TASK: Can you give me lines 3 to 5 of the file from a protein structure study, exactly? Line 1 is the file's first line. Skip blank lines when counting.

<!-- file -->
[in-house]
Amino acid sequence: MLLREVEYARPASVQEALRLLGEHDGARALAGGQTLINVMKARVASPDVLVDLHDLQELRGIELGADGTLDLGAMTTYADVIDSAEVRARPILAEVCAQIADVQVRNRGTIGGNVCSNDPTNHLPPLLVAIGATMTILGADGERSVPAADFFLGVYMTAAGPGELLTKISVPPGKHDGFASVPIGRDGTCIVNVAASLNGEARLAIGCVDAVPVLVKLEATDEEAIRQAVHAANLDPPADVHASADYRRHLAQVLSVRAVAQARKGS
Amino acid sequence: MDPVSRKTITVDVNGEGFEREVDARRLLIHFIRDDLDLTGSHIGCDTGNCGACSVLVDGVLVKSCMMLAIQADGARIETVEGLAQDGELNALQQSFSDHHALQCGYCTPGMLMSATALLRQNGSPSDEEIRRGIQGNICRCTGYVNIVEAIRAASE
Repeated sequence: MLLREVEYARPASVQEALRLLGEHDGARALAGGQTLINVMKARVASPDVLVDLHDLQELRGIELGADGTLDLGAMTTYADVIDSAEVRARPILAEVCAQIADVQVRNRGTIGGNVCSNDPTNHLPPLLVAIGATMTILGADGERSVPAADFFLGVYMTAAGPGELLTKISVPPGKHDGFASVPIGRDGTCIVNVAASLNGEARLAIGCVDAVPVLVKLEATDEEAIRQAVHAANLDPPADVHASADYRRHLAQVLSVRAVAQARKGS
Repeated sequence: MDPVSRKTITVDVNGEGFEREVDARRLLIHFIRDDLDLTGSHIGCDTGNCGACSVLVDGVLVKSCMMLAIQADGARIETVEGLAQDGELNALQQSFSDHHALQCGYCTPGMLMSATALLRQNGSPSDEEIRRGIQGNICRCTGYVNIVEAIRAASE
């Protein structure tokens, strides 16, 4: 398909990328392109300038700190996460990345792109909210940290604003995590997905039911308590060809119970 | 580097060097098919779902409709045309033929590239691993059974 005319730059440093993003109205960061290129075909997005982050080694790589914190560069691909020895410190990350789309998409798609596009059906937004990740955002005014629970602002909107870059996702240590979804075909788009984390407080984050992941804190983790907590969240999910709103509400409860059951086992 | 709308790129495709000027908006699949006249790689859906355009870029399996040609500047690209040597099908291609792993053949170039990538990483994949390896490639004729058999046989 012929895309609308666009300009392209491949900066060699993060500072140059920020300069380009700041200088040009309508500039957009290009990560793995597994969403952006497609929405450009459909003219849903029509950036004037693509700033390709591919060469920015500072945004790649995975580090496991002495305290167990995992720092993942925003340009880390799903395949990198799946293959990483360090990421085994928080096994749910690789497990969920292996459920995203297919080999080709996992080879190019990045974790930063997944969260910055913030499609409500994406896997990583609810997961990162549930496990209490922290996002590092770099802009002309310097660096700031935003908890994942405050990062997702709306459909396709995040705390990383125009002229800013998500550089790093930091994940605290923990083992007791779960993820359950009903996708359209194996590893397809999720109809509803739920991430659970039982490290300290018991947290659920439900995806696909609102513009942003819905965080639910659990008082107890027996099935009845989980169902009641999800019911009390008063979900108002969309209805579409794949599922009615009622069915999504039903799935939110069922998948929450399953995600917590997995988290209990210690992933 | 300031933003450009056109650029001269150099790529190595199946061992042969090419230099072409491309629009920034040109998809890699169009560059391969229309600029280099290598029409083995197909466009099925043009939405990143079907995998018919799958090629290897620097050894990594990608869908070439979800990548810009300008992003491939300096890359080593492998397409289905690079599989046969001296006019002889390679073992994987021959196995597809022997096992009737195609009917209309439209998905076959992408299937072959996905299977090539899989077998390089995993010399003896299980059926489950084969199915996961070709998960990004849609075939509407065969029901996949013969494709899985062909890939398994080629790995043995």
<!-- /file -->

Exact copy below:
Amino acid sequence: MDPVSRKTITVDVNGEGFEREVDARRLLIHFIRDDLDLTGSHIGCDTGNCGACSVLVDGVLVKSCMMLAIQADGARIETVEGLAQDGELNALQQSFSDHHALQCGYCTPGMLMSATALLRQNGSPSDEEIRRGIQGNICRCTGYVNIVEAIRAASE
Repeated sequence: MLLREVEYARPASVQEALRLLGEHDGARALAGGQTLINVMKARVASPDVLVDLHDLQELRGIELGADGTLDLGAMTTYADVIDSAEVRARPILAEVCAQIADVQVRNRGTIGGNVCSNDPTNHLPPLLVAIGATMTILGADGERSVPAADFFLGVYMTAAGPGELLTKISVPPGKHDGFASVPIGRDGTCIVNVAASLNGEARLAIGCVDAVPVLVKLEATDEEAIRQAVHAANLDPPADVHASADYRRHLAQVLSVRAVAQARKGS
Repeated sequence: MDPVSRKTITVDVNGEGFEREVDARRLLIHFIRDDLDLTGSHIGCDTGNCGACSVLVDGVLVKSCMMLAIQADGARIETVEGLAQDGELNALQQSFSDHHALQCGYCTPGMLMSATALLRQNGSPSDEEIRRGIQGNICRCTGYVNIVEAIRAASE